If I can’t find a plug size to fit, I wad up a small piece of paper towel and stuff it loosely in the exhaust pipe. I also twist a very small piece of towel and insert it partially into the breather tube from our four-stroke engines.
     Now, for the pièce de résistance, I use one of those large size “BAGGIES” to cover the prop, engine, and muffler; pull it over the fuselage and secure with a rubber band. This works for all sizes up to our 1.20’s with the prop tip sticking through the bag.

DECAL & STICKER REMOVAL

     Have you ever driven yourself nuts trying to get a price sticker off something you purchased? Ever try to remove an old vinyl or paper decal off your model? A neat product called “GOO-GONE” really works well, and being citrus based, smells good at the same time J 
    
Have patience as you work; allow it to penetrate under the vinyl or through the paper. Once again, it’s available from Home Depot.

POLISHING MONOKOTE & EPOXY SURFACES

          I think I have the found the easiest way to really polish up those MonoKote surfaces so that they are truly streak-free. This also works well on painted surfaces.
          A new product on the market from S. C. Johnson & Son is a new “Pledge” spray can, this one comes in a blue can and is  called “WOOD AND GLASS FURNITURE CLEANER”.
           Use it after your residue field goo has been wiped off, polishing with a soft rag. This stuff is really streak-free!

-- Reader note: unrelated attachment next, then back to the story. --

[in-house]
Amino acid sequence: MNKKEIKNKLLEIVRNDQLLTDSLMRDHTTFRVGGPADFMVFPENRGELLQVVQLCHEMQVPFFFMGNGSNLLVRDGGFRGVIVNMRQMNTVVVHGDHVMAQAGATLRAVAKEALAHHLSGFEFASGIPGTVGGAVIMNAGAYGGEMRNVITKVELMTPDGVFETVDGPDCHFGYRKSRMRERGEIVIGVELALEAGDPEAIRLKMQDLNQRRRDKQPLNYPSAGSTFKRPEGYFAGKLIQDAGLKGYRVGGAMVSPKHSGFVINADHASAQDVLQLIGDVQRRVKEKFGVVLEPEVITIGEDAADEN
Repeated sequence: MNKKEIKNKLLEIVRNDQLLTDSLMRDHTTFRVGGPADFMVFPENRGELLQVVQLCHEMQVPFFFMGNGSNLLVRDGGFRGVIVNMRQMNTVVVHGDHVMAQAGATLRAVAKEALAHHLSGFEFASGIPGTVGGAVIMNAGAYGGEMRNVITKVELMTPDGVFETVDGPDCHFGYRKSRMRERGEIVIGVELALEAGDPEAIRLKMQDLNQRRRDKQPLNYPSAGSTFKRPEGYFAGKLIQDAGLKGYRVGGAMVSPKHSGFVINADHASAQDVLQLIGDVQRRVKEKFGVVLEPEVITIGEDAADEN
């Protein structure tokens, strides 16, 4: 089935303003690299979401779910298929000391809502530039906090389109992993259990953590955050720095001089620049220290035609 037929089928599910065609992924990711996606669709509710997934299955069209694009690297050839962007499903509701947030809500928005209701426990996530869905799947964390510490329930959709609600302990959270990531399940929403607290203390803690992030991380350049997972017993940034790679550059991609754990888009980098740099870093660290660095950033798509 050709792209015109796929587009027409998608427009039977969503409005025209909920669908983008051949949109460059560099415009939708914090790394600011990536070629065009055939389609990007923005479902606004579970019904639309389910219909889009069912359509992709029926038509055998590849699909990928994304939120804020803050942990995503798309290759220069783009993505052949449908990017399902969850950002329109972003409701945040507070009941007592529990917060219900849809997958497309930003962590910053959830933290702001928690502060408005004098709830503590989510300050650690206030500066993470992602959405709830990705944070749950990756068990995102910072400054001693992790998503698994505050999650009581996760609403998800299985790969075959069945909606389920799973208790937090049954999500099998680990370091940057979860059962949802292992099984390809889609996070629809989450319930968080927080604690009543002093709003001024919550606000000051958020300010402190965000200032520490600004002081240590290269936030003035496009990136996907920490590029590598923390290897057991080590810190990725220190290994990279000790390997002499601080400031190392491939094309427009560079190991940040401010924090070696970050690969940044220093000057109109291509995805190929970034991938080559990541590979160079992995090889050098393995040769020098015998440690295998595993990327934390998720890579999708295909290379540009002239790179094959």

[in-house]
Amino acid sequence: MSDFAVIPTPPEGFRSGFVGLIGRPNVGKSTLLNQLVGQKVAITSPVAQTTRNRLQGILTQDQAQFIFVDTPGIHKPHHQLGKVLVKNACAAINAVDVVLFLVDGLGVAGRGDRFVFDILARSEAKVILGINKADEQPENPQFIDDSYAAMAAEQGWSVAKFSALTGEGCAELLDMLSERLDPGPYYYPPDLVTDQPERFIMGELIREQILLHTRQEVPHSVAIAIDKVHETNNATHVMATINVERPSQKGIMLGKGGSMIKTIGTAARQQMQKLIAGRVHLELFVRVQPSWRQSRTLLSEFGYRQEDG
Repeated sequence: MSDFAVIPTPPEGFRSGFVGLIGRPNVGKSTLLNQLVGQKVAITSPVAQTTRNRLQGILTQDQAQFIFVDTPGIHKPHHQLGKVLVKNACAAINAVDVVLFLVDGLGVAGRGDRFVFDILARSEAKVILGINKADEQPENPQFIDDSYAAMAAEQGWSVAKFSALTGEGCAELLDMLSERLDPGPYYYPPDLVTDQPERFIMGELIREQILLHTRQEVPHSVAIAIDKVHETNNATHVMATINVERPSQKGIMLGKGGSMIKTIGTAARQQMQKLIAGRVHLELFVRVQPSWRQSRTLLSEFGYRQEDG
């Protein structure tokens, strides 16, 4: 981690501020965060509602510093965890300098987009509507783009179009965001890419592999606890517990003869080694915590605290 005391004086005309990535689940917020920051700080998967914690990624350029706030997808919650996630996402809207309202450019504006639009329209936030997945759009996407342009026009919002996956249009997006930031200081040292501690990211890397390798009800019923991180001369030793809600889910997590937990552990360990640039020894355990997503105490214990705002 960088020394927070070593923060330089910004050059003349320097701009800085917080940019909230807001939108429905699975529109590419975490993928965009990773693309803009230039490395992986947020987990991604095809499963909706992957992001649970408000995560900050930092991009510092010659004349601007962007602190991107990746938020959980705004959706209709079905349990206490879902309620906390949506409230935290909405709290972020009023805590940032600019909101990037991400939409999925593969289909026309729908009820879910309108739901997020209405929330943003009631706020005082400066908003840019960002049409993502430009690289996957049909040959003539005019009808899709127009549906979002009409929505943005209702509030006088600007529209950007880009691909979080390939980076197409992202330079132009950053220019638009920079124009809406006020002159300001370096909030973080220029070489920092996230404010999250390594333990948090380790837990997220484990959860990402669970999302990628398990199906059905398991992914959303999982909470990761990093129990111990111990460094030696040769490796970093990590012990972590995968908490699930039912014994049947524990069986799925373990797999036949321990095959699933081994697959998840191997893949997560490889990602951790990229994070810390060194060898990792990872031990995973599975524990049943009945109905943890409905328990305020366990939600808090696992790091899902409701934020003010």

MODEL CLEANING AT THE FIELD

     I’ve tried everything that came along, including a lot of home brew mixtures to clean up my models after a day of flying. Nothing really seemed to work. Then I discovered “‘SIMPLE GREEN” – an all around general purpose spray cleaner available at Home Depot and most large grocery chains.
     Dilute it with water according to the directions; 10-to-1 for our purpose. Spray it on and use those soft, non-scratchy, blue “Shop Towels on a Roll” manufactured by Scott. Also from Home Depot.

TOUCH UP PAINT SPRAYER

          So many times we need to spray paint only a part of our models, such as a cowling or wheel pants, but the colors we need or the type paint we want to use are not available in a spray can. Yet, we find it a major task to drag out the big compressor and the spray gun. There is a simple, inexpensive, and effective solution: Use the “Preval” Spray gun. It is a small aerosol powered spray gun attached to a 6 ounce glass jar. The spray gun unit is sold as Preval part #267 and costs about $7; replacement power units, part #268, cost about $3. You can find these at auto paint and body supply stores. “Let your fingers do the walking.”(http://www.prevalspraygun.com/)

          Simply mix your paint in the supplied jar and spray as you would using a can. When done, insert the pick up nozzle in some solvent and spray clean.

          While you’re at the auto paint supply place, do yourself a favor and get some 3M sandpaper and some 3M Fine-Line tape.

SERVO MOUNTING SCREWS